Apollo 11 First Stage liftoff

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An evening pause: This was originally posted as an evening pause in 2016. I think that today, the fiftieth anniversary of the launch of Apollo 11, it is appropriate to repost it. As I wrote then,

Though the video is more than 8 minutes long, the actual events recorded lasted only about 30 seconds, beginning 5 seconds before T minus 0.

What struck me most as I watched this was the incredible amount of complex engineering that went into every single small detail of the rocket and the launch tower and launchpad. We tend to take for granted the difficulty of rocket engineering. This video will make you appreciate it again.

It is also mesmerizing. A lot happens in a very short period of time.

Tonight’s evening pause begins eight days of pauses dedicated to celebrating, and reliving, the Apollo 11 mission. To the Moon!



  • wayne

    Yes, these engineering camera’s provide exceptional views.

    exceptionally clear tracking film of the launch for almost 3:30 minutes, including 1st stage & engine skirt separation, and escape tower jettison

  • wayne

    excellent on-board film of 1st stage separation

    Apollo Saturn V staging (at aproximately real speed)

    “These images were taken on the Apollo 4 and Apollo 6 Saturn V test flights. They are often mistakenly attributed to Apollo 11. They’re iconic, but when seen, they are usually played back at about 1/4 the speed of the actual event. The cameras were running at 4x normal speed (About 96 fps).”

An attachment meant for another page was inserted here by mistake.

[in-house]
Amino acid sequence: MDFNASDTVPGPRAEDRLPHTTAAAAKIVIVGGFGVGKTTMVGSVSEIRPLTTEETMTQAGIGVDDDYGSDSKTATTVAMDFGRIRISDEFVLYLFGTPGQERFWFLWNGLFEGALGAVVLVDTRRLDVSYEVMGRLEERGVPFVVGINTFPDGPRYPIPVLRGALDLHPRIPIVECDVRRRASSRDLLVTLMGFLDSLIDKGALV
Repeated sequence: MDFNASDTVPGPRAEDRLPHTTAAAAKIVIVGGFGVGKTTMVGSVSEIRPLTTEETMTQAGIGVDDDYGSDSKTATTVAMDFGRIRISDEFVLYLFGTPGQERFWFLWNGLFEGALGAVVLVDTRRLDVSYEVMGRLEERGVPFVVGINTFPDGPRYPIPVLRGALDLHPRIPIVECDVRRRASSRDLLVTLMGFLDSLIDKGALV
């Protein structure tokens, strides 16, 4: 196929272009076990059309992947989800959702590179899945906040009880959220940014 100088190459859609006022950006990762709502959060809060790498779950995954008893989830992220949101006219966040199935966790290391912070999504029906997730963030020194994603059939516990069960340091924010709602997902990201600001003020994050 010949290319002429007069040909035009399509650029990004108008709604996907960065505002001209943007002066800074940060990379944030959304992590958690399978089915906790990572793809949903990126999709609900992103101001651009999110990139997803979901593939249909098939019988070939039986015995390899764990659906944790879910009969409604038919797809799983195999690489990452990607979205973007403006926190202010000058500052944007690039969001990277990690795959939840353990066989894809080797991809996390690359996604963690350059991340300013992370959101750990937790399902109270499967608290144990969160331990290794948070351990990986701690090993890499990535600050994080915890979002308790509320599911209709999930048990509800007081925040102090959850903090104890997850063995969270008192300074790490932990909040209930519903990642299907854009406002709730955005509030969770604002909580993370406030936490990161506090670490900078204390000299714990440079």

• Col Beausabre

    Let us not forget that the successful launch forced The New York Times to have to publicly eat crow.

    On 17 July 1969 the Apollo 11 crew was on the way to the first landing of man on the Moon. That day the New York Times had a special 20-page section on all things related to spaceflight and rocketry. There, it finally printed a sort-of apologetic correction some 34 years after Dr Robert Goddard had died:

    “A Correction. On Jan. 13, 1920,”Topics of the Times,” an editorial-page feature of the The New York Times, dismissed the notion that a rocket could function in vacuum and commented on the ideas of Robert H. Goddard, the rocket pioneer, as follows:

    “That Professor Goddard, with his ‘chair’ in Clark College and the countenancing of the Smithsonian Institution, does not know the relation of action to reaction, and of the need to have something better than a vacuum against which to react – to say that would be absurd. Of course he only seems to lack the knowledge ladled out daily in high schools.”

    Further investigation and experimentation have confirmed the findings of Isaac Newton in the 17th Century and it is now definitely established that a rocket can function in a vacuum as well as in an atmosphere. The Times regrets the error.”

  • Woody Sprott

    Love this kind of stuff Bob!👍

  • Chris

    On the clip Wayne posted above, note how long the exhaust flame is.
    It may be an illusion but the exhaust looks to be several times the length of the 365 ft rocket assembly.

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